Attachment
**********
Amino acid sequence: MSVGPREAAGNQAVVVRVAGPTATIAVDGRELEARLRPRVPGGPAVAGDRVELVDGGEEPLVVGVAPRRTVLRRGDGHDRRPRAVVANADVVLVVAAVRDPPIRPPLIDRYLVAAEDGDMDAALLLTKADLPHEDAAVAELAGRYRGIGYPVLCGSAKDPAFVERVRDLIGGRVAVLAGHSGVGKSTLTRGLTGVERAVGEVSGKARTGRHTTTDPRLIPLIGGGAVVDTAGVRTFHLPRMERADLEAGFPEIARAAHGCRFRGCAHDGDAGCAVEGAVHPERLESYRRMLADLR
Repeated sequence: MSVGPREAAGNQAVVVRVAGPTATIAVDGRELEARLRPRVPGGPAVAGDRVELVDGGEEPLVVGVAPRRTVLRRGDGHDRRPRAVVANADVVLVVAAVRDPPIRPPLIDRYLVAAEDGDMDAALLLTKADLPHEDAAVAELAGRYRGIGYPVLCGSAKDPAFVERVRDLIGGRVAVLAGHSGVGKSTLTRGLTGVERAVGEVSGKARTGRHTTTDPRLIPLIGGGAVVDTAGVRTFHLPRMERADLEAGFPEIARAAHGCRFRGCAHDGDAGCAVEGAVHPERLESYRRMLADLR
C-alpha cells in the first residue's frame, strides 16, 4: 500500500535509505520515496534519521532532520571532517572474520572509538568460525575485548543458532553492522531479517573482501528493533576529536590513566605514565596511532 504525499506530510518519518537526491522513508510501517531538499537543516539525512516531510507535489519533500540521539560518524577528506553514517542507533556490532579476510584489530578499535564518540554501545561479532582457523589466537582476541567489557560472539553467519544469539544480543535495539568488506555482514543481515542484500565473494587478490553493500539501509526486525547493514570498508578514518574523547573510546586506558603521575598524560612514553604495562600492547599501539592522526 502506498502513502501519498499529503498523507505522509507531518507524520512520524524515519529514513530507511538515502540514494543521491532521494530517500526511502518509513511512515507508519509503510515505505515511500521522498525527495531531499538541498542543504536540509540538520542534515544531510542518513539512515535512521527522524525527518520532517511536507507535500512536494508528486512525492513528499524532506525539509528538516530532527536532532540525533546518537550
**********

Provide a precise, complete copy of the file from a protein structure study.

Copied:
Amino acid sequence: MSVGPREAAGNQAVVVRVAGPTATIAVDGRELEARLRPRVPGGPAVAGDRVELVDGGEEPLVVGVAPRRTVLRRGDGHDRRPRAVVANADVVLVVAAVRDPPIRPPLIDRYLVAAEDGDMDAALLLTKADLPHEDAAVAELAGRYRGIGYPVLCGSAKDPAFVERVRDLIGGRVAVLAGHSGVGKSTLTRGLTGVERAVGEVSGKARTGRHTTTDPRLIPLIGGGAVVDTAGVRTFHLPRMERADLEAGFPEIARAAHGCRFRGCAHDGDAGCAVEGAVHPERLESYRRMLADLR
Repeated sequence: MSVGPREAAGNQAVVVRVAGPTATIAVDGRELEARLRPRVPGGPAVAGDRVELVDGGEEPLVVGVAPRRTVLRRGDGHDRRPRAVVANADVVLVVAAVRDPPIRPPLIDRYLVAAEDGDMDAALLLTKADLPHEDAAVAELAGRYRGIGYPVLCGSAKDPAFVERVRDLIGGRVAVLAGHSGVGKSTLTRGLTGVERAVGEVSGKARTGRHTTTDPRLIPLIGGGAVVDTAGVRTFHLPRMERADLEAGFPEIARAAHGCRFRGCAHDGDAGCAVEGAVHPERLESYRRMLADLR
C-alpha cells in the first residue's frame, strides 16, 4: 500500500535509505520515496534519521532532520571532517572474520572509538568460525575485548543458532553492522531479517573482501528493533576529536590513566605514565596511532 504525499506530510518519518537526491522513508510501517531538499537543516539525512516531510507535489519533500540521539560518524577528506553514517542507533556490532579476510584489530578499535564518540554501545561479532582457523589466537582476541567489557560472539553467519544469539544480543535495539568488506555482514543481515542484500565473494587478490553493500539501509526486525547493514570498508578514518574523547573510546586506558603521575598524560612514553604495562600492547599501539592522526 502506498502513502501519498499529503498523507505522509507531518507524520512520524524515519529514513530507511538515502540514494543521491532521494530517500526511502518509513511512515507508519509503510515505505515511500521522498525527495531531499538541498542543504536540509540538520542534515544531510542518513539512515535512521527522524525527518520532517511536507507535500512536494508528486512525492513528499524532506525539509528538516530532527536532532540525533546518537550